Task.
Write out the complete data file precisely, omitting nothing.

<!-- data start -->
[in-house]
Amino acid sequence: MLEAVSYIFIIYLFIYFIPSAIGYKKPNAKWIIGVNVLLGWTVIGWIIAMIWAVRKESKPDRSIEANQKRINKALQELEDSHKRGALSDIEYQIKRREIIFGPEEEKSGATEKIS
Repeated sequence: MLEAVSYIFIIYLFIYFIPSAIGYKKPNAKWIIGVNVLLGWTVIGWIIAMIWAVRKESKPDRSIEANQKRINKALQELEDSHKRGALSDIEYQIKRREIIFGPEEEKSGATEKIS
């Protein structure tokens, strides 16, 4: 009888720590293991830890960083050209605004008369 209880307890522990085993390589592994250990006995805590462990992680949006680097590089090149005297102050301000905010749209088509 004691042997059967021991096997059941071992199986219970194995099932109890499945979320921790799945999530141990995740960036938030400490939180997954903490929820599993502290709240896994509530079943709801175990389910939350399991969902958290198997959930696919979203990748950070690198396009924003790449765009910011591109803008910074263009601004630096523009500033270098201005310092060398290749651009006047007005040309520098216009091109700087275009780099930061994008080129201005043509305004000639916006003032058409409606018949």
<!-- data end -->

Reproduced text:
[in-house]
Amino acid sequence: MLEAVSYIFIIYLFIYFIPSAIGYKKPNAKWIIGVNVLLGWTVIGWIIAMIWAVRKESKPDRSIEANQKRINKALQELEDSHKRGALSDIEYQIKRREIIFGPEEEKSGATEKIS
Repeated sequence: MLEAVSYIFIIYLFIYFIPSAIGYKKPNAKWIIGVNVLLGWTVIGWIIAMIWAVRKESKPDRSIEANQKRINKALQELEDSHKRGALSDIEYQIKRREIIFGPEEEKSGATEKIS
């Protein structure tokens, strides 16, 4: 009888720590293991830890960083050209605004008369 209880307890522990085993390589592994250990006995805590462990992680949006680097590089090149005297102050301000905010749209088509 004691042997059967021991096997059941071992199986219970194995099932109890499945979320921790799945999530141990995740960036938030400490939180997954903490929820599993502290709240896994509530079943709801175990389910939350399991969902958290198997959930696919979203990748950070690198396009924003790449765009910011591109803008910074263009601004630096523009500033270098201005310092060398290749651009006047007005040309520098216009091109700087275009780099930061994008080129201005043509305004000639916006003032058409409606018949």